Novel Oral Anticoagulants in Patients with Renal Insufficiency:A Meta-Analysis of Randomized Trials

The Canadian journal of cardiology (Impact Factor: 3.94). 08/2014; 30(8). DOI: 10.1016/j.cjca.2014.04.015


Recent reports suggest altered antithrombotic efficacy and higher risk of bleeding with new oral anticoagulants (NOAC) in patients with renal insufficiency. A meta-analysis was performed to evaluate the efficacy and safety with recommended doses of NOAC compared to conventional treatment in patients with renal insufficiency.

PubMed, Cochrane Library, EMBASE, EBSCO, Web of Science and CINAHL databases were searched from January 01, 2001 through March 23, 2014. Randomized controlled trials (RCTs) comparing NOACs (rivaroxaban apixaban, and dabigatran) with comparators (vitamin K antagonist/warfarin, low molecular weight heparin, aspirin, placebo) were selected.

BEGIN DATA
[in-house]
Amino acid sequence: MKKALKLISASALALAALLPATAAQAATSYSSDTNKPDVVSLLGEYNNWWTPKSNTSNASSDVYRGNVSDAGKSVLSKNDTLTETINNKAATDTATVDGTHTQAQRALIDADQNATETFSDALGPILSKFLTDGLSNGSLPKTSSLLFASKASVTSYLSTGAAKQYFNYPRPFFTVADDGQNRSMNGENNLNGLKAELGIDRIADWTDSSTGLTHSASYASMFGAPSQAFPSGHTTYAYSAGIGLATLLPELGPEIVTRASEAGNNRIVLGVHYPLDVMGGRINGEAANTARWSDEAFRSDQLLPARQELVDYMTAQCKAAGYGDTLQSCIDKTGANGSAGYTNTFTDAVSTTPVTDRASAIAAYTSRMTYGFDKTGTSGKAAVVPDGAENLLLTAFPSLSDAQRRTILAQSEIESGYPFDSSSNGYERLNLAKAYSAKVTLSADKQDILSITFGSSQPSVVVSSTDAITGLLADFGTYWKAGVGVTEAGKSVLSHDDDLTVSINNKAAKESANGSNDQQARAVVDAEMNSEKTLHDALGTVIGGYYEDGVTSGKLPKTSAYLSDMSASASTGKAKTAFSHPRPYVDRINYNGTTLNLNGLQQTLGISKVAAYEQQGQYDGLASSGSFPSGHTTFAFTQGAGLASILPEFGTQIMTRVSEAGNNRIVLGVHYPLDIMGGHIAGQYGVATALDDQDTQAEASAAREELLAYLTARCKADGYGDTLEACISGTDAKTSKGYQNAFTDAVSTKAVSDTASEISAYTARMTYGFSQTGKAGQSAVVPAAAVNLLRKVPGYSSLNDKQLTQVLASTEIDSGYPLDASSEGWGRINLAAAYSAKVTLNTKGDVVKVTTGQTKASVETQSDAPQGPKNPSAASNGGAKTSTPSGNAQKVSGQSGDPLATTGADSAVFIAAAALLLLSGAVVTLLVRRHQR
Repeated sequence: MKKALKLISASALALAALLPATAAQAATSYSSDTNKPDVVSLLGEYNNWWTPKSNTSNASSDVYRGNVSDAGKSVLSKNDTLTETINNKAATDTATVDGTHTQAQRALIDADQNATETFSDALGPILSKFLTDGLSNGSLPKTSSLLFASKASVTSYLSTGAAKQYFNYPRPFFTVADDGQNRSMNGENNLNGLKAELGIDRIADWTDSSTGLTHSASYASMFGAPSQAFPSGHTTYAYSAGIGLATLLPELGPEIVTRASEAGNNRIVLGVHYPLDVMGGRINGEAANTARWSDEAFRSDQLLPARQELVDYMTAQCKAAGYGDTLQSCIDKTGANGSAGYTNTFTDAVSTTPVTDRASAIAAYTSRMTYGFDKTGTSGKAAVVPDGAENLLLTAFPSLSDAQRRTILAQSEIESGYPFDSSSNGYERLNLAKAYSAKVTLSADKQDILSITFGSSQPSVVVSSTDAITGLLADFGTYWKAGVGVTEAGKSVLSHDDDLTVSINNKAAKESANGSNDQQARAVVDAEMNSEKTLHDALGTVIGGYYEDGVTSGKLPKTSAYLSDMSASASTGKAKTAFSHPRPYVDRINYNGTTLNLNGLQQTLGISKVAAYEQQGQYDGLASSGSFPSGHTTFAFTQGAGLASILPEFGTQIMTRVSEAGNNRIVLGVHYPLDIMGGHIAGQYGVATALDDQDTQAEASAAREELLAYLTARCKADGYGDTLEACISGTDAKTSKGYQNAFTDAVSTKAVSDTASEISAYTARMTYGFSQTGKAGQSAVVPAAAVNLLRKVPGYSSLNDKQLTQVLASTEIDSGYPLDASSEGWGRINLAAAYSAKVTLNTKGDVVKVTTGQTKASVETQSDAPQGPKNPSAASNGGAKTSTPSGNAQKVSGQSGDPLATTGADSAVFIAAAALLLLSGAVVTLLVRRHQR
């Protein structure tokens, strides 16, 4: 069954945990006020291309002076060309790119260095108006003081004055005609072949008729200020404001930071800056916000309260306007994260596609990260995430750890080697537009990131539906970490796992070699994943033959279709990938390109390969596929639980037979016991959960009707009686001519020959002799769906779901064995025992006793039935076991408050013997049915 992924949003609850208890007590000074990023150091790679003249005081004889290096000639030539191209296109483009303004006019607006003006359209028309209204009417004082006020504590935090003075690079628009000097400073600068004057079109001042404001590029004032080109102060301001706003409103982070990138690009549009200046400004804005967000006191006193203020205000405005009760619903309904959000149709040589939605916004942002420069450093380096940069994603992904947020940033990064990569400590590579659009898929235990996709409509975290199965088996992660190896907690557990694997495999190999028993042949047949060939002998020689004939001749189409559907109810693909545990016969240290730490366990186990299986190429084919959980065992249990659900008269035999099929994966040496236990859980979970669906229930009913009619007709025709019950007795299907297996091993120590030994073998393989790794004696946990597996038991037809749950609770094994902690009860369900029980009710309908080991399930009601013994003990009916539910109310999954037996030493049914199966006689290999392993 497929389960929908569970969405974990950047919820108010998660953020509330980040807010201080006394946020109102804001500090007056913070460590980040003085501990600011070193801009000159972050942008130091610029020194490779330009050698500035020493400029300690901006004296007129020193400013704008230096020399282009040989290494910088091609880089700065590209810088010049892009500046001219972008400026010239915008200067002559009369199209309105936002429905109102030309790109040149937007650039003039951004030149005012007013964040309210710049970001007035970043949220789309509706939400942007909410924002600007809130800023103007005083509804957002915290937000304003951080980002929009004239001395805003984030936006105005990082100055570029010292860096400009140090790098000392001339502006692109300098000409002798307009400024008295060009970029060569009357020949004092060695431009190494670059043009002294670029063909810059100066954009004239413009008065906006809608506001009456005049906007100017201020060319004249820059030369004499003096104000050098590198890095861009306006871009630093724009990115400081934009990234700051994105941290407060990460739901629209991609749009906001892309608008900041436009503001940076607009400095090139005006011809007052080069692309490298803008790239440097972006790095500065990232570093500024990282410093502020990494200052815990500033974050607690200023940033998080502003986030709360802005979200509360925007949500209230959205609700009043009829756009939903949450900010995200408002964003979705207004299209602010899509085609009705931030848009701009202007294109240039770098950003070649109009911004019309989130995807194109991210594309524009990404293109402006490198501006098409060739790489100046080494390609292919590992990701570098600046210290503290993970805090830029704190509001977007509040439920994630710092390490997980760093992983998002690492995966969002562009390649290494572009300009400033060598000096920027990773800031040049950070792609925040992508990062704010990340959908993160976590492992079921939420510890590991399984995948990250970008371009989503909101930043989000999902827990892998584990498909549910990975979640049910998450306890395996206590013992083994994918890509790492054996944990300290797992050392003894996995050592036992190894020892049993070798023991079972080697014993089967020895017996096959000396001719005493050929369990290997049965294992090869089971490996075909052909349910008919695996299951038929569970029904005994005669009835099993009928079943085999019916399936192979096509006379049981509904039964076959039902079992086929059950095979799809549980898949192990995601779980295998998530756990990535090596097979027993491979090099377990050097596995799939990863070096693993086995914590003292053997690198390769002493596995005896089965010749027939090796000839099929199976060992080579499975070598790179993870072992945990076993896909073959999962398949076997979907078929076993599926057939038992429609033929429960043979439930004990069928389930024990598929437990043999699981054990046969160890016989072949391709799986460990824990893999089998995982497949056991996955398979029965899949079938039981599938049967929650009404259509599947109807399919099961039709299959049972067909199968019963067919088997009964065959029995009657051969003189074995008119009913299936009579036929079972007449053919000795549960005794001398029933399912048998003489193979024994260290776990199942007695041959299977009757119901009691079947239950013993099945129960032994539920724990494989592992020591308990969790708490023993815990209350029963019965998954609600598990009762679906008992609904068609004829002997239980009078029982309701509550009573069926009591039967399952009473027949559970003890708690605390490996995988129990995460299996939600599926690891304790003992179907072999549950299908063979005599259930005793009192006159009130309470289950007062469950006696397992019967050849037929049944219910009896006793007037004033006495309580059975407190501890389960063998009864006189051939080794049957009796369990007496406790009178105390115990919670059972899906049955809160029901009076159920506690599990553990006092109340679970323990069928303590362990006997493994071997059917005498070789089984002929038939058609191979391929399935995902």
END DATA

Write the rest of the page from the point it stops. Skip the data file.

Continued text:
There were 40,693 patients with renal insufficiency in ten trials. Compared to other anticoagulants in patients with mild renal insufficiency there was significantly less major or clinically relevant non-major (CRNM) bleeding (odds ratio [OR] 0.81, 95% confidence interval [CI] 0.72- 0.90) and stroke or systemic embolism (OR 0.70, 95% CI 0.54- 0.92), with NOACs. By random effects meta-analysis, there was significantly less stroke or systemic embolism (OR 0.72, 95% CI 0.57- 0.92) and a trend toward less major or CRNM bleeding (OR 0.82, 95% CI 0.59- 1.14) with the NOACs among patients with moderate renal insufficiency, and this became statistically significant when evaluated using a fixed effects model. NOACs showed efficiency comparable to conventional anticoagulants for prevention of venous thromboembolism (VTE) or related mortality.

In patients with renal insufficiency, recommended doses of novel anticoagulants are noninferior and relatively safe compared to conventional anticoagulants.

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